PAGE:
Picture the scene….
…. let’s say I own a couple or three apartments (which I don’t) within a condominium in Singapore. There’s nothing wrong with that. There are many wealthy individuals in Singapore who are lucky enough to be able to do that.
Then one day I decide to sell one of my units. But instead of selling it on the open market, I sell it to myself. Yup, I write out a big fat cheque to myself….
…. What’s more, I sell it for a lot more than the average asking price on the market.
Who is going to object to that? After all, I am both the buyer and the seller in the transaction.
But what kind of effect might that have on my other properties, and also on properties in the vicinity that I don’t own.
Chances are their prices could go up, too.
So, without doing anything extraordinary, and more importantly, without any real cash changing hands, I have miraculously increased my paper wealth because my property assets have risen in value.
I could, if I wanted, repeat the process many times over, with each round of financial engineering effectively pushing up the value of the asset even more, which, in turn, would increase my wealth.
Aren’t I the clever one? There will even be some people out there who might hail me as a property genius.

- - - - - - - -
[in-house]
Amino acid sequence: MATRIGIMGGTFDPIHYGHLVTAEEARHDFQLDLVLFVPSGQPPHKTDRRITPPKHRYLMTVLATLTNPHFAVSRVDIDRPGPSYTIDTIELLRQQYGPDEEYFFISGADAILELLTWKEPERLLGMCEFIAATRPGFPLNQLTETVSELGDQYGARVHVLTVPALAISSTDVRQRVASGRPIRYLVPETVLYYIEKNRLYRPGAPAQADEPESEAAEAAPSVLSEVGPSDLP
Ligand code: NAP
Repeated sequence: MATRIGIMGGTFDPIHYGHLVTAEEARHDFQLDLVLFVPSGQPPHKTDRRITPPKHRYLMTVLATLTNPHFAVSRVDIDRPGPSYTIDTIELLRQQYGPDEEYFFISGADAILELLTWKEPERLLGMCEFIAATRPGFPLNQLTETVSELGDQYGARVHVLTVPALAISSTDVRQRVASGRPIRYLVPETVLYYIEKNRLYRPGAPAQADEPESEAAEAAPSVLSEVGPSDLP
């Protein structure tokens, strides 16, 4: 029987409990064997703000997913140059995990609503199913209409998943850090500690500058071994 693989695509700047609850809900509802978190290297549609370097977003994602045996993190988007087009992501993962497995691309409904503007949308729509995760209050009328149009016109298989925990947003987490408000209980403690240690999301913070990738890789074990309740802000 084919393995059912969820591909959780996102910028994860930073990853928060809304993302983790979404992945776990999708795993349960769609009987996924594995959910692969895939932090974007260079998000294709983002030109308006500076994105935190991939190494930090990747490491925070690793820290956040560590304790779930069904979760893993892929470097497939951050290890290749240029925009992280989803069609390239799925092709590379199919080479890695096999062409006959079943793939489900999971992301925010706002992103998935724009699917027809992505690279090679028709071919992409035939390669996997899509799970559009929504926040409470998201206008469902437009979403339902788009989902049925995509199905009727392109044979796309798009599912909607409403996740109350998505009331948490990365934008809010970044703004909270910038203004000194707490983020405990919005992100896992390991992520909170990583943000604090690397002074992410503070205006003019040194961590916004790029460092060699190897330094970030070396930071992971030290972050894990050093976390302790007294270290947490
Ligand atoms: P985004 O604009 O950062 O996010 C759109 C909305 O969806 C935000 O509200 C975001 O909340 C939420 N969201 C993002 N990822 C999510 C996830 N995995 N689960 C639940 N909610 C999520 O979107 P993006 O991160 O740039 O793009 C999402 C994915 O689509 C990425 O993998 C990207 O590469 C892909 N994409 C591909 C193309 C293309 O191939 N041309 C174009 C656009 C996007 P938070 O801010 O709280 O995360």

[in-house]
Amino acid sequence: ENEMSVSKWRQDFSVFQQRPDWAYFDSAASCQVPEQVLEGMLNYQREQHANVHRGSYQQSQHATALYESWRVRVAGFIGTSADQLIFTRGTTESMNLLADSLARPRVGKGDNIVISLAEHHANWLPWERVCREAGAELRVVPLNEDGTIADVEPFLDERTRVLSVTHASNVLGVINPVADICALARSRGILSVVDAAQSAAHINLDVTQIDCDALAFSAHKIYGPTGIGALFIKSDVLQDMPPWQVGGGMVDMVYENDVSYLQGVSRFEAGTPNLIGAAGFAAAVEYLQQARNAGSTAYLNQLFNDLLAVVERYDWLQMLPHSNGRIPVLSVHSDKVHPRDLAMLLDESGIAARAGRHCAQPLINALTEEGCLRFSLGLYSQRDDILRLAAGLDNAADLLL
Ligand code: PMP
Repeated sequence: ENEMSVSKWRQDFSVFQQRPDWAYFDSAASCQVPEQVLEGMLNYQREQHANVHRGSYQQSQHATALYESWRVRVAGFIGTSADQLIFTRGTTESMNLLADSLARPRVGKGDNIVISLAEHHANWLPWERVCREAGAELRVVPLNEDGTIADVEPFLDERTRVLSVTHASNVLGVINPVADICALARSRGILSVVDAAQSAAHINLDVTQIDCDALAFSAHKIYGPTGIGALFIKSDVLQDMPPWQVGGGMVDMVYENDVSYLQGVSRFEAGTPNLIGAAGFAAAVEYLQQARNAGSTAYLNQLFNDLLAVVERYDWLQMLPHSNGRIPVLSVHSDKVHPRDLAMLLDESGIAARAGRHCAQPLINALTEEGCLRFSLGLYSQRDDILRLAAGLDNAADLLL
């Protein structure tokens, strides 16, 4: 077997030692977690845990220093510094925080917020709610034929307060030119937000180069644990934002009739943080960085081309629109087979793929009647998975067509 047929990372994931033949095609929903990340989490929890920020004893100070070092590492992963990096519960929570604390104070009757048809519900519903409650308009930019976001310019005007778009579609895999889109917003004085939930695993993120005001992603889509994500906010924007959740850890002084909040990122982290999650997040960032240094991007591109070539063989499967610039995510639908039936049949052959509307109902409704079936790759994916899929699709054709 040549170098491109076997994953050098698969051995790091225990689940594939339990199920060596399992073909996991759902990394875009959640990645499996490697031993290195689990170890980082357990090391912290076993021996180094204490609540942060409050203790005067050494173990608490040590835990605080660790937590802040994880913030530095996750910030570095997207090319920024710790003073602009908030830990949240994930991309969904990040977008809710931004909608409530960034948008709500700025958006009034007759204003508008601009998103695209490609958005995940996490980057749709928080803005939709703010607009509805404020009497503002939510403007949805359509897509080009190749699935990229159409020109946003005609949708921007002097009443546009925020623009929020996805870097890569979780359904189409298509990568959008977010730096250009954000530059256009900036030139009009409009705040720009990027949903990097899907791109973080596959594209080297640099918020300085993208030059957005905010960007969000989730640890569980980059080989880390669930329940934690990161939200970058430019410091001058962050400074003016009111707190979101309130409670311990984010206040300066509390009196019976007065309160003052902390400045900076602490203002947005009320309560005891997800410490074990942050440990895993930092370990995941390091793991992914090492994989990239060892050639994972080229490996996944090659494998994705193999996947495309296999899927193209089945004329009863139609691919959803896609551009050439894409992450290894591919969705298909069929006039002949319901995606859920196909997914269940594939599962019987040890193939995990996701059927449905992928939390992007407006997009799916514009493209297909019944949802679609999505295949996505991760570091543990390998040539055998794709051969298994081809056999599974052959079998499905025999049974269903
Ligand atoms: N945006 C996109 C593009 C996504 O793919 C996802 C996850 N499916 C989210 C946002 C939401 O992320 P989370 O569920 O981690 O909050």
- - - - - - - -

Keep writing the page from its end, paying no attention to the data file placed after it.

Problem is, I am not generating any extra rental income from my properties. That is assuming that I even have any rent-paying tenants occupying any of those apartments at all.
So, even though I have engineered an increase in the value of my assets, nothing else has changed.
Does that bear any resemblance to the many tech unicorns that dominate the news these days? How much, exactly, are these companies worth?
Thing is, nobody really knows. And those who say they do are probably only guessing.
What we do know is that after every round of financing, existing investors are happy to pump more money into these cash-burning businesses at increasingly higher valuations….
…. they inject more money into businesses that are often racking up increasingly larger losses in the hope that someone will one day take these loss-making outfits off their hands at even higher valuations.
That is just transferring money from the dumber to the dumb. It relies on there being one born every minute – and…. there usually is.
David Kuo does not own shares any of the companies mentioned. The Motley Fool Singapore does not own shares in any of the companies mentioned. All information is provided exclusively by The Motley Fool Singapore Pte Ltd, a licensed investment advisory research provider (MAS Licence No. FA100056-1). Any information, commentary, recommendations or statements of opinion provided here are for general information purposes only.